Diehard baitheads often build their own custom crayfish and minnow traps. They’ll get up early before going trout fishing to gather sluggish grasshoppers from frosty grass stems. They’ll roll rocks for hellgrammites and set traps for leeches, and despite getting the heebie-jeebies every time they touch one, they’ll still drop them in the bucket to save for later. They evolve into anglers who understand that fishing with live bait goes far beyond picking up a box of bloated nightcrawlers from the gas station on your way to the lake.
Why You Should Catch Your Own Bait Aside from the financial benefits and humble-bragging rights that come from having a minnow tank in your basement or personal worm bed set up in an old bathtub in your backyard, catching your own bait adds an additional element of pursuit to angling. This added chase can supplement even the slowest days on the water.
On one of my favorite days fishing for striped bass on the Hudson River in Albany, New York, my buddies and I landed only two stripers between us. Normally that would have been a dull day of fishing. However, the Hudson was so full of the herring we were catching and using for bait at the time that we barely noticed the lack of striper activity. We literally caught hundreds of them, gleefully squealing like kids with every tiny wriggling fish we brought aboard on the Sabiki rig. The thrill of the chase expands tenfold when you add the challenge of catching your live bait to the mix. That day, jigging for herring and absolutely hammering them, turned some slow hours on the water into a hell of a good time.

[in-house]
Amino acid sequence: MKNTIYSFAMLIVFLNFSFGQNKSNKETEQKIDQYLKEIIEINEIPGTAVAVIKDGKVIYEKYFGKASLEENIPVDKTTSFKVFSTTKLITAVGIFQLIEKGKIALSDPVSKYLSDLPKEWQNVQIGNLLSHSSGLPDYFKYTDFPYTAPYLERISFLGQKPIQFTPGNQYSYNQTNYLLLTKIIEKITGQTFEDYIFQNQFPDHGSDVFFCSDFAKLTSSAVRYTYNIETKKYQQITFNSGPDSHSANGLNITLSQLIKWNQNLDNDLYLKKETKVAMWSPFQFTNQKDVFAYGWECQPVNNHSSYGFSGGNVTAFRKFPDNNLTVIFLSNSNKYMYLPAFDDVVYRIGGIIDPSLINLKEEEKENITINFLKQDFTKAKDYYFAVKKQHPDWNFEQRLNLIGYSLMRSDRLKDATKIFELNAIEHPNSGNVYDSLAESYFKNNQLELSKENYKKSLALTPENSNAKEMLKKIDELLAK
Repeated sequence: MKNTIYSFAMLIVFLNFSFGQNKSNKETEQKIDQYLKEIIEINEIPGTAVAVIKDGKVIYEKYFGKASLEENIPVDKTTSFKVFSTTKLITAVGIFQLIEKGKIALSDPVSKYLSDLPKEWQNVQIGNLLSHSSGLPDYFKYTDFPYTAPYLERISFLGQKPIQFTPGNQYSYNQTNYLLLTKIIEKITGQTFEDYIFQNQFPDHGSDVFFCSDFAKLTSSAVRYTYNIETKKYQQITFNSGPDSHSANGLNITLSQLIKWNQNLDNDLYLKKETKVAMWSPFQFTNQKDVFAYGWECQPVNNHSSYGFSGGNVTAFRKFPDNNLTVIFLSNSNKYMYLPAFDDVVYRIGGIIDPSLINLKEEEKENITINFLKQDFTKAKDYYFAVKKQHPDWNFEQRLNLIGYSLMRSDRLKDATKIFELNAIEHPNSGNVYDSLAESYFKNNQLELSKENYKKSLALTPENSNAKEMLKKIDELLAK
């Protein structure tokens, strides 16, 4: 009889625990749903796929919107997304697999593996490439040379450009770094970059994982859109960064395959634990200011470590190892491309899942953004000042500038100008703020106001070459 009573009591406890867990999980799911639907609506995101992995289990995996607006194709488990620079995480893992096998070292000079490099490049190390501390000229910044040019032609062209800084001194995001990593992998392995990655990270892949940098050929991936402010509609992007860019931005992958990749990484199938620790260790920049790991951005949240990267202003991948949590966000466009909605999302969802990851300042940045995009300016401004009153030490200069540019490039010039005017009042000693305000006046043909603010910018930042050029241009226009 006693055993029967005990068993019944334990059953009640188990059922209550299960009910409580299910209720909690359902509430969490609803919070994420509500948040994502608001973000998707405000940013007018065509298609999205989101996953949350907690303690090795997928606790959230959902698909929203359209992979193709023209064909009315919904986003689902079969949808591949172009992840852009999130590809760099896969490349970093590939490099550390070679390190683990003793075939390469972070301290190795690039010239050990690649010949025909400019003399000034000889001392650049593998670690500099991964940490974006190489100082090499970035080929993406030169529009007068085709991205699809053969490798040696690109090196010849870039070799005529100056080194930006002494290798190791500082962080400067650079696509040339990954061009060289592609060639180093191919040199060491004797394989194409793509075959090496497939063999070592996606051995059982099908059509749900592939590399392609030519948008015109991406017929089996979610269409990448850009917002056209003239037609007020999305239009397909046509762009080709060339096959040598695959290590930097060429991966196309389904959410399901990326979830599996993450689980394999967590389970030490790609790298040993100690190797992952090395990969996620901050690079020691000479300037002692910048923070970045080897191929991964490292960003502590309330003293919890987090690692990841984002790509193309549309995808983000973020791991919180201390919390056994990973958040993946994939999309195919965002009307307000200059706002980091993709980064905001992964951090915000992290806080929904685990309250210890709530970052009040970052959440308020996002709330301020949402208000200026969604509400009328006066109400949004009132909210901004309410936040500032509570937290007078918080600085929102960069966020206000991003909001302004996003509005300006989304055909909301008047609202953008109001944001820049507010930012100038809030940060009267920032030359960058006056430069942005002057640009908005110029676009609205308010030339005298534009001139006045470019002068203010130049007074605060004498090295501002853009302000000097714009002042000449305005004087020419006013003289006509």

Catching your own bait can make you a better lure and fly fisherman because it’ll help you better understand how fish behave in their natural world. Watching a stubborn trout that has refused to rise to your fly suddenly shoot up and inhale a live, wriggling grasshopper you tossed in the water can teach you a lot about what’s wrong with your presentation. The same can be said for a largemouth ignoring the crankbait reeled right past its nose, then smashing a panicked minnow you stuck on a hook and dropped in the water 30 feet away. Observing the way live bait moves and acts in the water can educate you on how to use lures and flies properly, and having some bait on hand can help you correct those mistakes quickly. Plus, it’s often the only thing that can save you from getting skunked.
Perhaps the greatest benefit of catching your own bait is that it adds a natural element to fishing that often feels diluted in modern angling with so much new technology. Between the use of space-age sonar and the continuous advancement of artificial lures and flies, the simple joy of just catching a fish can feel lost in all the hubbub. Many hunters refer to their satisfaction with reinserting themselves back into the natural world and becoming a part of the cycle of predator and prey. Yet we seem to forget that going fishing used to mean the same thing. We often become so distracted by the idea of getting a fish to eat our chartreuse spinnerbait or plastic stonefly, we forget that fishing is, at its core, a primal food-gathering activity. Catching your own bait reminds you of those lost predatory aspects of fishing, even when you’re practicing catch and release, and allows you to witness the aquatic food chain and take part in it first-hand.
Being More Than Just an Angler Catching your own bait is a special kind of challenge, one on par with making your own lures or flies. It’s also a vital skill that immerses an angler deeper in the natural world. It teaches you about ecology, how fish react and feed, and gives you a set of skills that you can use for survival. In the end, catching your own bait makes you a more complete angler and outdoorsperson—the place we all strive toward since that first time we threaded a worm on a hook.
Feature image via Tosh Brown.